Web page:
Mycobacterium tuberculosis (Mtb) is estimated to have infected one third of the world's population based on reports from surveys on positive skin tuberculin tests. There are 22 high-burden countries globally, among them Ethiopia, accounting for 80% of all active tuberculosis cases. The clonal relatedness of strains circulating in humans and other potential reservoirs is poorly understood. Molecular epidemiology is gaining importance in tracking strains and addressing key public health challenges to prevent and control communicable diseases in Ethiopia, including tuberculosis (TB). Ethiopian pastoralist populations have been neglected despite their vulnerability to various infectious diseases. Surveillance of TB in these areas is also minimal. As pastoralists rely on livestock products, a significant, largely unexplored challenge is the potentially high level of transmission of tuberculosis between livestock and people. There is currently no effective vaccine protecting humans against TB. The Bacillus Calmette Guerin (BCG) vaccine consisting of attenuated Mycobacterium bovis preparations is the only approved vaccine against TB, but no longer provides protective immunity in some populations. Another challenge is the need of prolonged antibiotic treatment which, if not properly completed, accelerates the development of Mtb multi-drug resistance. Major problems in high TB disease burden countries are human and environmental factors that contribute to a weakened immune system and can increase susceptibility to Mtb infection, recurrence of latent infection and high morbidity and mortality. Modern genomics tools will considerably impact the knowledge of transmission dynamics, the extent of strain diversity and molecular interactions of TB with its host environments. In the proposed partnership between Addis Ababa University (AAU) and J. Craig Venter Institute (JCVI), the objective is to build genomics capacity at AAU, with a focus on the typing of strains of Mtb and M. bovis using Illumina Nextgen sequencing technologies and, in demonstration projects, understanding the relationships of active TB disease with host components such as the human respiratory microbiome and protein-based analysis of immune responses in the respiratory tract. This proposal includes innovative systems biology research as well as a program training Ethiopian scientists in genomics disciplines and applications to infectious diseases. 2.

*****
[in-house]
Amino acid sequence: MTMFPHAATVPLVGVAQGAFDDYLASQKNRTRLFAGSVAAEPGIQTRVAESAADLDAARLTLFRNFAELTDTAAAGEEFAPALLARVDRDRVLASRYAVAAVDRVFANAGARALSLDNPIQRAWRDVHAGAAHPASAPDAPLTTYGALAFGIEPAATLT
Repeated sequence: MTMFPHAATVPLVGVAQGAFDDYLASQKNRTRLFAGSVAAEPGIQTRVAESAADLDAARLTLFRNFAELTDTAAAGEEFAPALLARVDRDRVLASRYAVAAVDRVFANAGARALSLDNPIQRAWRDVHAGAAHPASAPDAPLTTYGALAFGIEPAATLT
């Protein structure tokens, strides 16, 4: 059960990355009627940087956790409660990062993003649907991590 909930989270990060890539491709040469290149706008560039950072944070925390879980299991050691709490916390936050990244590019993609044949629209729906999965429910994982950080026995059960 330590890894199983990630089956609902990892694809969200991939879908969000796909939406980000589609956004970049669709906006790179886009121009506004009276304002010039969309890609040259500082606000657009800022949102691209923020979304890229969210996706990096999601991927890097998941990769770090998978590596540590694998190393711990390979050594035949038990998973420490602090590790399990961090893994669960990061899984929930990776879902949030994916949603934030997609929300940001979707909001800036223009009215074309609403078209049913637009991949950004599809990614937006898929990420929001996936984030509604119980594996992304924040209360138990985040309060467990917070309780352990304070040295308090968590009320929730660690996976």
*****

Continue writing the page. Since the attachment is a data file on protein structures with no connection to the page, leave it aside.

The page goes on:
Public Health Relevance

. Mycobacterium tuberculosis (Mtb) is a human pathogen causing a disease considered to be among the world's most serious public health problems. Of particular concern are the tuberculosis epidemics in African countries with high levels of HIV/AIDS, malnutrition and poverty. Our objective is to use technologies known as genomics to understand in more detail how a weakened immune system and microbes that live in the human respiratory tract affect the probability of contracting tuberculosis and disease progression.

Agency
National Institute of Health (NIH)
Institute
National Human Genome Research Institute (NHGRI)
Type
Research Project--Cooperative Agreements (U01)
Project #
5U01HG007472-02
Application #
8737932
Study Section
Special Emphasis Panel (ZHG1-HGR-P (M2))
Program Officer
Struewing, Jeffery P
Project Start
2013-09-20
Project End
2016-07-31
Budget Start
2014-08-01
Budget End
2015-07-31
Support Year
2
Fiscal Year
2014
Total Cost
$266,053
Indirect Cost
$19,119
Name
Addis Ababa University
Department
Type
DUNS #
850507858
City
Addis Ababa
State
Country
Ethiopia
Zip Code